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RE: duplication of plans

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I may not get any work done today since the email's been flying. But I
needed to say "a few" words on this subject.
Whether or not you hand your client your vellums, you are still covered by
Copyright Laws and your work can not be duplicated without your approval. In
some rural areas when a tract is developed, the local building official may
only require one or two sets of plans for each unique model. He may allow
the others to be built with only a stamped letter of approval from the EOR.
In one case, he did not require a stamp for subsequent projects where there
was no physical change in plans.
This client duplicated my design twenty times before I found out. I left
myself open for this since I thought it was only being used once and did not
make provisions in my contract for a "re-use" fee. Make sure your are very
clear on this up front to avoid confrontation later.
Subsequently, the client has built sixty more homes and I am receiving
$250.00 for each home duplicated off the original set. I do include
structural observation and spend a considerable amount of time on the site
to earn the reuse fee and assure that the home goes up as planned.
My example is of a 1300 square foot starter home in steel stud (one story)
where my initial design fee was reduced since it was government subsidized
low income residential. From past discussions it appears that the reuse fee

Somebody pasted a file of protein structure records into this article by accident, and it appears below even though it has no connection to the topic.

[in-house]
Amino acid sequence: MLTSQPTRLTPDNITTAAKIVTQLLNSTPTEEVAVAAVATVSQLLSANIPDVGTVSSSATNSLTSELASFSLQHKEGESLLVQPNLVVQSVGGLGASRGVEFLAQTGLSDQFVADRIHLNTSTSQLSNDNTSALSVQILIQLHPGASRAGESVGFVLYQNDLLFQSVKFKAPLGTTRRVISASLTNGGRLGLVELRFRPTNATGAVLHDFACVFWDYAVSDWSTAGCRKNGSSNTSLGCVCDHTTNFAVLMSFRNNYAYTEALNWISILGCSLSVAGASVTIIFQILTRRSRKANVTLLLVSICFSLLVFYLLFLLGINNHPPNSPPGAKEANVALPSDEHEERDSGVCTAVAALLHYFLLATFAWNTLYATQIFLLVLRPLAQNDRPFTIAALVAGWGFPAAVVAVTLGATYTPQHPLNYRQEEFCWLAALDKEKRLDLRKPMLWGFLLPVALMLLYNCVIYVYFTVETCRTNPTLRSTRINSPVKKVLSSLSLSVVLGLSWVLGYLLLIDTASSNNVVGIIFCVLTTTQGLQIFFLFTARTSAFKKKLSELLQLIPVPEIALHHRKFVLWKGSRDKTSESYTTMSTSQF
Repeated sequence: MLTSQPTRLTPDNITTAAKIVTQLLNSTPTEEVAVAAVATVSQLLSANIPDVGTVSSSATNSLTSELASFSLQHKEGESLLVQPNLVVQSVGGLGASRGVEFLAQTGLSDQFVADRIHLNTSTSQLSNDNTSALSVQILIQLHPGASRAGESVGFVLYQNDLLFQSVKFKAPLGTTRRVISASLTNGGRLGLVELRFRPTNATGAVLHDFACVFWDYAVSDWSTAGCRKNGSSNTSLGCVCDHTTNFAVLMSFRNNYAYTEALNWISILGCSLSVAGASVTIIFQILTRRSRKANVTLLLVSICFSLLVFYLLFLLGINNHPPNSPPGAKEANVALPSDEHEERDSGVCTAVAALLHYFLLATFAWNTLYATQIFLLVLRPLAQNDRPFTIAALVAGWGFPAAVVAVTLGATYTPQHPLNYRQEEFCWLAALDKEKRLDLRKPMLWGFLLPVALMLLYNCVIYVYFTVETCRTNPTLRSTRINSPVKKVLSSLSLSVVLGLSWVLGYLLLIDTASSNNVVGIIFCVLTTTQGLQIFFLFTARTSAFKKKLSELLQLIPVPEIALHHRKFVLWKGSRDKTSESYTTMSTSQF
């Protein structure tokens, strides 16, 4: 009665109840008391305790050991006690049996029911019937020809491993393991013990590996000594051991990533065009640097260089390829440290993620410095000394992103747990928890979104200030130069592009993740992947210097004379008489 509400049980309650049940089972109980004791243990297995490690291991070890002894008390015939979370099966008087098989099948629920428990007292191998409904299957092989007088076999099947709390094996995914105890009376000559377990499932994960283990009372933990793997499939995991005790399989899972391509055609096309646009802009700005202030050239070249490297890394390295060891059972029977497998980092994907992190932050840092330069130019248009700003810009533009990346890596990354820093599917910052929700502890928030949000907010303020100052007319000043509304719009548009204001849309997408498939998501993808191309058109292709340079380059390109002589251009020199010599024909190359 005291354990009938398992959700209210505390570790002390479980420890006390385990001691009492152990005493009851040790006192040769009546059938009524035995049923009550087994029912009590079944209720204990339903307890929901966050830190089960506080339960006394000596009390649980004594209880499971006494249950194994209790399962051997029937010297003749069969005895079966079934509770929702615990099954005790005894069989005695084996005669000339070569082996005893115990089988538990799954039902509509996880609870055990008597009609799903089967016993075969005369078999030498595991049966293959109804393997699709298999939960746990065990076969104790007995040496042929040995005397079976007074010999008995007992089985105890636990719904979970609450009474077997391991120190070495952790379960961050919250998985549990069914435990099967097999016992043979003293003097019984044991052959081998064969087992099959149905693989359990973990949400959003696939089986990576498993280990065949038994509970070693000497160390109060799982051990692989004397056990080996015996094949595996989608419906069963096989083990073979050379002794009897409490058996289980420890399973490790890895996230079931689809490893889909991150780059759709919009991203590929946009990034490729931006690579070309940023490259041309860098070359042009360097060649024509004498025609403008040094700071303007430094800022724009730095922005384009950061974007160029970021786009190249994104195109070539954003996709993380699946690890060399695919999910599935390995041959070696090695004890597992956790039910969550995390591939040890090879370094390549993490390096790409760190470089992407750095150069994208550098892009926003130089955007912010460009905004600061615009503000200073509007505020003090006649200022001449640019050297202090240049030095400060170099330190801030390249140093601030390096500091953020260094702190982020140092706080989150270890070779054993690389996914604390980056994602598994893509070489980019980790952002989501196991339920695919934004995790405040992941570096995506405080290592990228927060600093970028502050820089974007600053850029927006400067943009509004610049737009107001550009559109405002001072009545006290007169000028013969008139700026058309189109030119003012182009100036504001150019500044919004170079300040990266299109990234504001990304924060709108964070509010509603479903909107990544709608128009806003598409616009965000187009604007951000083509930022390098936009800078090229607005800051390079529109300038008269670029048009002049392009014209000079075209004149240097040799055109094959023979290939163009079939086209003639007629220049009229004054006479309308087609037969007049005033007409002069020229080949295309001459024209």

should be anywhere from 20-50% of the initial design fee to absorb the cost
of liability and the personal attention you should give the project.
Let's see what others say.

Dennis Wish PE

|-----Original Message-----
|From: Jessica Pemberton [mailto:jmpember(--nospam--at)softcom.net]
|Sent: Wednesday, March 04, 1998 12:30 PM
|To: seaoc(--nospam--at)seaoc.org
|Subject: duplication of plans
|
|
|I have been doing lateral designs for over 3½ years and
|have noticed many changes in what's expected of our
|structural plans.  This has driven cost up and I have found
|that many developers are now more than ever rebuilding
|the same homes to remove the engineering cost.  Is there
|a standard for charging for duplication of plans or is the
|design itself considered the product and therefor not really
|subject to repeat charges?  More and more developers are
|asking for the orignals so they can make future sets.  Aren't
|future sets always required to be stamped and signed by the
|engineer of record?  I am pretty much kept out of the book-
|keeping portion of the company, but it sometimes worries
|me just how far the liability will carry over.  Any comments would
|be greatly appreciated.
|
|Mark Pemberton, P.E.
|
|
|
|